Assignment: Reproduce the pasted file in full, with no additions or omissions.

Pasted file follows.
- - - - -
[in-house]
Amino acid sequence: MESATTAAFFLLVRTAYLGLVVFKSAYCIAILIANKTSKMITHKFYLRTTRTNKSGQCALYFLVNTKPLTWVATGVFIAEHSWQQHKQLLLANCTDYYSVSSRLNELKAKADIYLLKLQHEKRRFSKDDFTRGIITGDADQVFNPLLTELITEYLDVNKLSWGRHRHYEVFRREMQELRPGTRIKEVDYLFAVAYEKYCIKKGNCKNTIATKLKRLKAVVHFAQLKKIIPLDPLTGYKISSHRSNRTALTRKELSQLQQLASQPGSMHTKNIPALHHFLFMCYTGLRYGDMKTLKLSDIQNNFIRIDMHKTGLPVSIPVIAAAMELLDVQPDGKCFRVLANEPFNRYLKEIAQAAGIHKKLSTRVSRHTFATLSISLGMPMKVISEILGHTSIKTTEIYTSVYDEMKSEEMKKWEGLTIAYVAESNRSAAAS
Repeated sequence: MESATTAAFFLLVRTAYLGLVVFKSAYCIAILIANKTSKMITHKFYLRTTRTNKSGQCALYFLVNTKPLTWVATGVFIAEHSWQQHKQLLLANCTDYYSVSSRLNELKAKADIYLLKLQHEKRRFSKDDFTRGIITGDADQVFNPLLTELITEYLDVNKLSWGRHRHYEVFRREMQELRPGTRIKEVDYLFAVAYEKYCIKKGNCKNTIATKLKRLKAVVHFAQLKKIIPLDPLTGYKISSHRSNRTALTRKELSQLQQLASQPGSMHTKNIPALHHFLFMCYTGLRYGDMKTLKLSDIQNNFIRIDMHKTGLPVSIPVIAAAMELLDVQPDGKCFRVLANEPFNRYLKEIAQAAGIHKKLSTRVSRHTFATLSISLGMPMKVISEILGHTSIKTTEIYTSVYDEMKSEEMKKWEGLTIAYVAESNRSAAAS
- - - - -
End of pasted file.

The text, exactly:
[in-house]
Amino acid sequence: MESATTAAFFLLVRTAYLGLVVFKSAYCIAILIANKTSKMITHKFYLRTTRTNKSGQCALYFLVNTKPLTWVATGVFIAEHSWQQHKQLLLANCTDYYSVSSRLNELKAKADIYLLKLQHEKRRFSKDDFTRGIITGDADQVFNPLLTELITEYLDVNKLSWGRHRHYEVFRREMQELRPGTRIKEVDYLFAVAYEKYCIKKGNCKNTIATKLKRLKAVVHFAQLKKIIPLDPLTGYKISSHRSNRTALTRKELSQLQQLASQPGSMHTKNIPALHHFLFMCYTGLRYGDMKTLKLSDIQNNFIRIDMHKTGLPVSIPVIAAAMELLDVQPDGKCFRVLANEPFNRYLKEIAQAAGIHKKLSTRVSRHTFATLSISLGMPMKVISEILGHTSIKTTEIYTSVYDEMKSEEMKKWEGLTIAYVAESNRSAAAS
Repeated sequence: MESATTAAFFLLVRTAYLGLVVFKSAYCIAILIANKTSKMITHKFYLRTTRTNKSGQCALYFLVNTKPLTWVATGVFIAEHSWQQHKQLLLANCTDYYSVSSRLNELKAKADIYLLKLQHEKRRFSKDDFTRGIITGDADQVFNPLLTELITEYLDVNKLSWGRHRHYEVFRREMQELRPGTRIKEVDYLFAVAYEKYCIKKGNCKNTIATKLKRLKAVVHFAQLKKIIPLDPLTGYKISSHRSNRTALTRKELSQLQQLASQPGSMHTKNIPALHHFLFMCYTGLRYGDMKTLKLSDIQNNFIRIDMHKTGLPVSIPVIAAAMELLDVQPDGKCFRVLANEPFNRYLKEIAQAAGIHKKLSTRVSRHTFATLSISLGMPMKVISEILGHTSIKTTEIYTSVYDEMKSEEMKKWEGLTIAYVAESNRSAAAS